# Astronomical ABCD…!

Today, I thought to make a list of Astronomical objects, A to Z.

It goes as follows :

• A - Asteroid
• B - Black Hole
• C - Comet
• D - Dwarf Planet
• E - Elliptical Galaxy
• F - Falling Star
• G - Globular Cluster
• H - Hypergiants (Stars)
• I - Interstellar Medium
• J - Jets (Astrophysical)
• K - $\color{red} ?$
• L - Lenticular Galaxy
• M - Meteor
• N - Nebula
• O - Open Cluster
• P - Pulsar
• Q - Quasar
• R - Rogue Planets
• S - Satellites
• T - $\color{red} ?$
• U - Universe
• V - Variable Star
• W - White Dwarf
• X - X-ray Star
• Y - Yellow dwarf star
• Z - $\color{red} ?$

But I couldn't think of something well-known from the letters K, T and Z.

I tried to avoid using name of something specific object for ex. K - Kuiper Belt.

Thanks!

• I'm voting to close this question as off-topic because it's not really a question about the science of astronomy. – HDE 226868 Nov 16 '17 at 14:46
• @HDE226868: This seems like an outreach effort. I think we can support that. – AtmosphericPrisonEscape Nov 16 '17 at 14:47
• @AtmosphericPrisonEscape I'm worried about the list aspect of this question. That said, the OP does have some pretty hard letters to fill. My suggestion for K is "kick" as in pulsar kick or black hole kick. – called2voyage Nov 16 '17 at 14:58
• Check out this A to Z of astronomy Jaideep. – John Duffield Nov 16 '17 at 16:47
• @AtmosphericPrisonEscape It's also, as called2voyage said, kind of broad. – HDE 226868 Nov 18 '17 at 3:27

Seems a little contrived, essentially you just have to dig deep enough to find a specific enough category that matches the letter. But here you go :

K - KBO (Kuiper Belt Object) , if you still don't like that you could use

K - Kreutz Sungrazer (A type of comet, https://en.wikipedia.org/wiki/Kreutz_sungrazer)

T - T-Tauri Star (A type of variable star, https://en.wikipedia.org/wiki/T_Tauri_star)

Z - Z Camelopardalis star (https://en.wikipedia.org/wiki/Z_Camelopardalis_star redirects to Dwarf Nova, scroll down)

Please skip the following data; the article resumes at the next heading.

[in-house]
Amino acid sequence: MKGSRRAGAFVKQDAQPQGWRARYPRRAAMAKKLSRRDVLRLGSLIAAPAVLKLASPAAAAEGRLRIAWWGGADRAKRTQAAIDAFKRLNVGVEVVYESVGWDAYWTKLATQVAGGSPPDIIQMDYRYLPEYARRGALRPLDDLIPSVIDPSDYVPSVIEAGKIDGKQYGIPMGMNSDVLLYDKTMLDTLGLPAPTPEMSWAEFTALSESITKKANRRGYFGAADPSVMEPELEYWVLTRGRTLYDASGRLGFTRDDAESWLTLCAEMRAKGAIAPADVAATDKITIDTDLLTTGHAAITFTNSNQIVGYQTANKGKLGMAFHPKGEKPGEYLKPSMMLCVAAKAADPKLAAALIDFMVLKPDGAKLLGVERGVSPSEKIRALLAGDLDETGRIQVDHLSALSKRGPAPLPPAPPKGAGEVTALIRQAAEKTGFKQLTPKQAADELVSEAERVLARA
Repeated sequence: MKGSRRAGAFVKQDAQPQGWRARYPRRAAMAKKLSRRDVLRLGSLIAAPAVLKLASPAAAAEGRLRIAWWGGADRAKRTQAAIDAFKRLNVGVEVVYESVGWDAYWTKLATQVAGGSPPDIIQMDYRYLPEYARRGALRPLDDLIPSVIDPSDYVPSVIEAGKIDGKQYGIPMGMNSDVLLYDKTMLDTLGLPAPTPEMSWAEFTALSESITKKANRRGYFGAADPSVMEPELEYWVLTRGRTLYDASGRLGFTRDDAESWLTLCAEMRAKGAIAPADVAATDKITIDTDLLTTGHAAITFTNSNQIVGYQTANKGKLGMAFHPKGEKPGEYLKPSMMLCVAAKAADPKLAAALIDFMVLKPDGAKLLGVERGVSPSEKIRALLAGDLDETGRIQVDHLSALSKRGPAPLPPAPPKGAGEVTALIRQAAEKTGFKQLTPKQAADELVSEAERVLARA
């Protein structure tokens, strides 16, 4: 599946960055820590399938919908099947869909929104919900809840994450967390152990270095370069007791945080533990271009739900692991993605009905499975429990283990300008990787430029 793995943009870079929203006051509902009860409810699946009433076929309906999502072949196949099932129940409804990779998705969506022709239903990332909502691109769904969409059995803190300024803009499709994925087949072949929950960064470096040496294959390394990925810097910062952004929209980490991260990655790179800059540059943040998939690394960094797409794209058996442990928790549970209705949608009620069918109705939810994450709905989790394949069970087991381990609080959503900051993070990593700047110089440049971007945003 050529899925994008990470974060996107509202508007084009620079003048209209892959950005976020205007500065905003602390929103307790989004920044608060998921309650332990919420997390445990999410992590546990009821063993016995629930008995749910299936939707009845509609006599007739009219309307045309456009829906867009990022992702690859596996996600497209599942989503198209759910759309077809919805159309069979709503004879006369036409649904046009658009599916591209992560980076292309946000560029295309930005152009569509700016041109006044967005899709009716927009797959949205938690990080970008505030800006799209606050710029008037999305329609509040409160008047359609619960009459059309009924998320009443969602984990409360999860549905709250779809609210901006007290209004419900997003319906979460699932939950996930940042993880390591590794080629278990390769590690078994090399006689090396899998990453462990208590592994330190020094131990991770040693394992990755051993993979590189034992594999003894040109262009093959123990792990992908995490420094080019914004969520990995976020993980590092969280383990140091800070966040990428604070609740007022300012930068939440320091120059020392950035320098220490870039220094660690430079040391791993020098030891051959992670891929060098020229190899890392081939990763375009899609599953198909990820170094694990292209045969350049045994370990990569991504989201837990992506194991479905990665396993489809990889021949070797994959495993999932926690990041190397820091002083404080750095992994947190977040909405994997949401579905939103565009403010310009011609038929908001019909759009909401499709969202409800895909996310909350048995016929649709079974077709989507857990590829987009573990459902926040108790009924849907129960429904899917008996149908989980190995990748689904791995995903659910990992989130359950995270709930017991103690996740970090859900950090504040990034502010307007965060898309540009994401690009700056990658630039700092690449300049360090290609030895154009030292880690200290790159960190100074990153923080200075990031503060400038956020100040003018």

• +1 Excellent! – uhoh Nov 17 '17 at 0:42

for K we have Kilonova - a "transient astronomical event that occurs in a compact binary system when two neutron stars or a neutron star and a black hole merge into each other". On 17 August 2017, a gravitational wave detection coinciding with a kilonova made a big news as the first such observation and an important milestone in science.

My suggestions for T are less good. TAU was a space probe proposed in 1987. Not exactly an astronomical body, though, and rather unknown. If you don't mind constellations, Taurus would be my go-to suggestion.

As for Z, my best suggestion would be Zeta Orionis - a star system in the Orion's belt. Its primary star is the brightest Class O star in the night sky. Also known as Alnitak.

• He seems to be looking for types of objects, not the names of specific objects. Otherwise there are lots of stars with names beginning with Zeta. – Barmar Nov 16 '17 at 22:35
• I mostly posted for the kilonovae. Also this is why I said my T and Z suggestions weren't that great. – John Dvorak Nov 16 '17 at 22:37

Z - Zodiacal light

T - why not T-dwarf ?

K - err K-dwarf or K-giant if you want variety.

I think your F is a bit lame. You could go for FU Ori object.

• The problem is, that Zodiacal Light isn't any Astronomical object. Btw, thanks for your answer! (+1) – Jaideep Khare Nov 16 '17 at 19:53
• Call it Zodiacal Dust then. @JaideepKhare – ProfRob Nov 16 '17 at 21:10